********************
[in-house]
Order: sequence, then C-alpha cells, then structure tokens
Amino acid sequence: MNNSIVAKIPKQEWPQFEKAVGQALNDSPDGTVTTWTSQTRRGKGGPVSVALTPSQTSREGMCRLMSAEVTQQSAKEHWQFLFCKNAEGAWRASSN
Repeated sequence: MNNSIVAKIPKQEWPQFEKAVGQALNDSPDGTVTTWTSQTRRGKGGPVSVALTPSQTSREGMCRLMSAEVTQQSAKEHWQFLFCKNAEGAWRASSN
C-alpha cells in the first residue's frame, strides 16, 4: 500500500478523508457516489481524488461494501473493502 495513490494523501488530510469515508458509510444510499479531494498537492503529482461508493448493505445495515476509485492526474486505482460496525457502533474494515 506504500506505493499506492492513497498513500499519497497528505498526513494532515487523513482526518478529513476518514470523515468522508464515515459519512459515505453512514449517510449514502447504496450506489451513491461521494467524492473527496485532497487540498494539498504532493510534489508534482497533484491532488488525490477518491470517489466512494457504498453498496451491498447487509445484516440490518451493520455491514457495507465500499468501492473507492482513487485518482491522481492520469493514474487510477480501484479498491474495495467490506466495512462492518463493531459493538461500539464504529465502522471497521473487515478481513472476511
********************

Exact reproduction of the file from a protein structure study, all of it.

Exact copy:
[in-house]
Order: sequence, then C-alpha cells, then structure tokens
Amino acid sequence: MNNSIVAKIPKQEWPQFEKAVGQALNDSPDGTVTTWTSQTRRGKGGPVSVALTPSQTSREGMCRLMSAEVTQQSAKEHWQFLFCKNAEGAWRASSN
Repeated sequence: MNNSIVAKIPKQEWPQFEKAVGQALNDSPDGTVTTWTSQTRRGKGGPVSVALTPSQTSREGMCRLMSAEVTQQSAKEHWQFLFCKNAEGAWRASSN
C-alpha cells in the first residue's frame, strides 16, 4: 500500500478523508457516489481524488461494501473493502 495513490494523501488530510469515508458509510444510499479531494498537492503529482461508493448493505445495515476509485492526474486505482460496525457502533474494515 506504500506505493499506492492513497498513500499519497497528505498526513494532515487523513482526518478529513476518514470523515468522508464515515459519512459515505453512514449517510449514502447504496450506489451513491461521494467524492473527496485532497487540498494539498504532493510534489508534482497533484491532488488525490477518491470517489466512494457504498453498496451491498447487509445484516440490518451493520455491514457495507465500499468501492473507492482513487485518482491522481492520469493514474487510477480501484479498491474495495467490506466495512462492518463493531459493538461500539464504529465502522471497521473487515478481513472476511